Subject: Re: Quick guide to postmodernism and toroidal klein bottles
From: Kevin Austin (firstname.lastname@example.org)
Date: Sun Oct 02 2005 - 21:07:13 EDT
Do you mean Boulez or Babbitt, or both? Or Berg?
At 19:22 -0400 2005/10/02, Dennis Bathory-Kitsz wrote:
>At 06:35 PM 10/2/05 -0700, Eliot Handelman wrote:
> >It was an article of faith with 12-toners
>But I find this comment...
> >In fact I find that to be a rather orwellian view of music -- get
>the rat cage on someone and they'll come out whistling "2+2=5".
>...more frightening than you apparently do the idea that someone might
>actually have been able to fall in love with the beauty 12-tone music.
Perhaps it is partly a function of the precision and (pitch-based
depth) of an individual's hearing. I read the above as a proposition
that somehow "twelve-tone music" exists in some way such as
For me, tonality is a "structural process", and is about
relationships, and the perception / mapping / interpretation of these
relationships. Sounds a bit psychoanalytical, but in post-modernism,
the cause is the effect hidden inside itself.
In my study of music, I started to develop a 'pitch mandala' --
In Tibetan Buddhism, a mandala is an imaginary palace that is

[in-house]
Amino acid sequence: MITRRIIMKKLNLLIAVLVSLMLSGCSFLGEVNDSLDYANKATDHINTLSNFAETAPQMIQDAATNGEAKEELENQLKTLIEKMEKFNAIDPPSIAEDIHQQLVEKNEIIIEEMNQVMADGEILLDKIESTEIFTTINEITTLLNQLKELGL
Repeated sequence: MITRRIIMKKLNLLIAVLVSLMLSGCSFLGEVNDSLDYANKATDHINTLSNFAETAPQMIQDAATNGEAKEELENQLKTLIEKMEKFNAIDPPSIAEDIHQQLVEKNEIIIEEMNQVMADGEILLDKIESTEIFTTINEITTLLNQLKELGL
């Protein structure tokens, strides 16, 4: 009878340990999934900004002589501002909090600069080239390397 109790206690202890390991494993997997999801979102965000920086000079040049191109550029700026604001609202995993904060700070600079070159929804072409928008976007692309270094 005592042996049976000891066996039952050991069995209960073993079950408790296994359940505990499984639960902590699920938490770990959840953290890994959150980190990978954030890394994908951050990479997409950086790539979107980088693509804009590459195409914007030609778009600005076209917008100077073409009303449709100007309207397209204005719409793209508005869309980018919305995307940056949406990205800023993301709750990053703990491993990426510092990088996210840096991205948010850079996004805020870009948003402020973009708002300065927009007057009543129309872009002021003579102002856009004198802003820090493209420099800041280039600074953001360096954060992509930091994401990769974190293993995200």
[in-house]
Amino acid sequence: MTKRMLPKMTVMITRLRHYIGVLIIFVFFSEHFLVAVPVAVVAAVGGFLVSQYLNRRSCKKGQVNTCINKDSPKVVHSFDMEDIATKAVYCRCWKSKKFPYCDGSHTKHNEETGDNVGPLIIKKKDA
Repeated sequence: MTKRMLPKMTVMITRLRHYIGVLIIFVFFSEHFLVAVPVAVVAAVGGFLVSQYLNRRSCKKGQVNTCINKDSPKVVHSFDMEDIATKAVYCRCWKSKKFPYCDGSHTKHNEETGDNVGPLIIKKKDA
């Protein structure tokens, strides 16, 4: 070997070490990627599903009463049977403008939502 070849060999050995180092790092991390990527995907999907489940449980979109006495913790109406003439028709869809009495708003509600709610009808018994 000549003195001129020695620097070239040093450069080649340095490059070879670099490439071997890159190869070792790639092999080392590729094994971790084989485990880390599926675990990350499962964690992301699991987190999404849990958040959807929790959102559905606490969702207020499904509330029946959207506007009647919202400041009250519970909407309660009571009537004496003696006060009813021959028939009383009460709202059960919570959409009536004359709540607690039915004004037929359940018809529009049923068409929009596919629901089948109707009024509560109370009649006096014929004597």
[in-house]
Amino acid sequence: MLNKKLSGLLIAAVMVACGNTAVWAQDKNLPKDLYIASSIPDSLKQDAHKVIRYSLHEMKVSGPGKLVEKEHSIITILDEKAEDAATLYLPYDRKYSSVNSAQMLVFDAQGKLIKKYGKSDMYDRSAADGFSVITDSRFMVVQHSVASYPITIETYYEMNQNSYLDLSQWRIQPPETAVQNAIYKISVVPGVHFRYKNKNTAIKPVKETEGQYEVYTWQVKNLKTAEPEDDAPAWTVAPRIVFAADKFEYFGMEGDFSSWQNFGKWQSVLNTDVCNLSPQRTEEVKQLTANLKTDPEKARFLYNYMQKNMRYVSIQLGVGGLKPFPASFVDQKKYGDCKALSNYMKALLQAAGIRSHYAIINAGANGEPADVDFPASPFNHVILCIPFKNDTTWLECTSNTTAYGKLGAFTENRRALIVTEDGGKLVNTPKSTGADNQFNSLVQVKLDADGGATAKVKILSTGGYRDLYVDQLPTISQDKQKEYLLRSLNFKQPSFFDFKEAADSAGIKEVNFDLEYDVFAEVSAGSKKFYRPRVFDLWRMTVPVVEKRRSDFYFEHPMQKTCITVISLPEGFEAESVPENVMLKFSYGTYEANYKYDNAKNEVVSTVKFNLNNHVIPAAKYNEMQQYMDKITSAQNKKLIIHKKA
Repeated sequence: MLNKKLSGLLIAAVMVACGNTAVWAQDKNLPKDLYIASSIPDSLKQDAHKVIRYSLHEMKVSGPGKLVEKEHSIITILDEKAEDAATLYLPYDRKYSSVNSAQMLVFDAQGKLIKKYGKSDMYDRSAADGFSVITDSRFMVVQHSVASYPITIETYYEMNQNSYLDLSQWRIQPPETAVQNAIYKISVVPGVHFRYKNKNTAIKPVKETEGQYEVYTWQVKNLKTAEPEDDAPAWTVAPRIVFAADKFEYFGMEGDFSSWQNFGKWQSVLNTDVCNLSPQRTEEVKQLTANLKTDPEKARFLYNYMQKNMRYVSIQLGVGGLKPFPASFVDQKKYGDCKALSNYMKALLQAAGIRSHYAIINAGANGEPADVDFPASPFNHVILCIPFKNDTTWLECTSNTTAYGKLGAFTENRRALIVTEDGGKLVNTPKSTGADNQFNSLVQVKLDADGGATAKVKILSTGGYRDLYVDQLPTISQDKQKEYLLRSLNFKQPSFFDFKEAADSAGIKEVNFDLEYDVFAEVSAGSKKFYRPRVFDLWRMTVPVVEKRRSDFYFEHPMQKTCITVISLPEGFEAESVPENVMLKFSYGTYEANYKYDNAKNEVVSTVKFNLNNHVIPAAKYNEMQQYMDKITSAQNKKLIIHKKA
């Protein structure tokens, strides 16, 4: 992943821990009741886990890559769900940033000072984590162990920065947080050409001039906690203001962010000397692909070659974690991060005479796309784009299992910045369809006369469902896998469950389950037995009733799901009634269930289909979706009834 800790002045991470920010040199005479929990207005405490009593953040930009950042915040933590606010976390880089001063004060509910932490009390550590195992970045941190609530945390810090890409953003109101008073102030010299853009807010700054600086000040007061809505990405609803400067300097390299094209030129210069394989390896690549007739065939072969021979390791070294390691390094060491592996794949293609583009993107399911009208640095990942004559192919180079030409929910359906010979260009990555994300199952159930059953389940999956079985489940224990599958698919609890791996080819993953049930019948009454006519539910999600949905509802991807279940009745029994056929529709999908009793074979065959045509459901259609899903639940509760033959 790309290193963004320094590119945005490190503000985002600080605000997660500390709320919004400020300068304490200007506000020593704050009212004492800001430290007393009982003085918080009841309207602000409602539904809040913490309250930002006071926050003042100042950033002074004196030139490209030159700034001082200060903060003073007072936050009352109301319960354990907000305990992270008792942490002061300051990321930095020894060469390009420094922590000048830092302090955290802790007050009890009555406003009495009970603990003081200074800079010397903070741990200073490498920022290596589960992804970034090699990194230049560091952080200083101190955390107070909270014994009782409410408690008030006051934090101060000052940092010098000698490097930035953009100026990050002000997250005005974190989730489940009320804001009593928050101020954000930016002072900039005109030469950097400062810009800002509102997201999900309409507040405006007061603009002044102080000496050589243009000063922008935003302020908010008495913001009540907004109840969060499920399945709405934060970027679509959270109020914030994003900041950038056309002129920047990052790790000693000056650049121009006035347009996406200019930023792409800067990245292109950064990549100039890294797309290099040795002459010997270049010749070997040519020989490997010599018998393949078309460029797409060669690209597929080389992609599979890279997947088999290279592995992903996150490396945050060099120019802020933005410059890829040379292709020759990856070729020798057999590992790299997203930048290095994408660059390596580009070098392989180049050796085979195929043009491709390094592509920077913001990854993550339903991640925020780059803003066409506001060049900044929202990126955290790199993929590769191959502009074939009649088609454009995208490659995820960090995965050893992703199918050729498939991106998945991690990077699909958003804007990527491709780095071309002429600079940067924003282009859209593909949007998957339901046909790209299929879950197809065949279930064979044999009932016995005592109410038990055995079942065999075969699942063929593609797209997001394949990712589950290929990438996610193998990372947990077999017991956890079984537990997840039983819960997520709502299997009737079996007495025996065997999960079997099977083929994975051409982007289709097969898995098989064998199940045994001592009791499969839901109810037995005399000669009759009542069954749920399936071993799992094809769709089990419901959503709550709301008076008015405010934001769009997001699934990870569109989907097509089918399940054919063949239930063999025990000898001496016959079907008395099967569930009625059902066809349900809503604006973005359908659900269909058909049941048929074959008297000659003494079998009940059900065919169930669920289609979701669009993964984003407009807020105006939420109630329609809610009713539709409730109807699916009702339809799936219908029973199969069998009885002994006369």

contemplated during meditation. Each object in the palace has
significance , representing some aspect of wisdom or reminding the
meditator of some guiding principle. Tradition dictates the shapes,
sizes and colors of these objects. There are many different mandalas,
each with different lessons to teach.
Each piece (or movement, or section) of a piece is conceived as a
meditation on the relationships of the pitch-structures. The mandala
could be at once 'circle of fifths', chromatic, mixed diatonic,
toroidal or perhaps like multiply intersected klein bottles.
Sometimes large sections of the mandala were 'voided' (notably in
middle-period Varese), sometimes, sinuous and snake-like (north
Indian / Afghani raga), sometimes in multi-spectral coliision (Ives
Fourth Symphony, 2nd movement), sometimes like the explosions of
myriads of tiny points of light growing ever more forceful (Anhalt
Electronic Composition No 3), on occasion getting lost (Beethoven
Eighth, Second movement), at time slip-sliding (Schubert's chromatic
obfuscation and sliding); open ended, closed, spiral, collapsing and
breathing a last breath (Mahler 10 and Berg Violin Concerto), open
static pushing against my face (Copland Quiet City), and let me stay
away from Aus den sieben tagen.
The ear-drum vibrates, does the mind possess the power to dance and
make it real?
I'm not asking you to hear the way I hear, but I would ask that you
accept that what I hear is what I hear.
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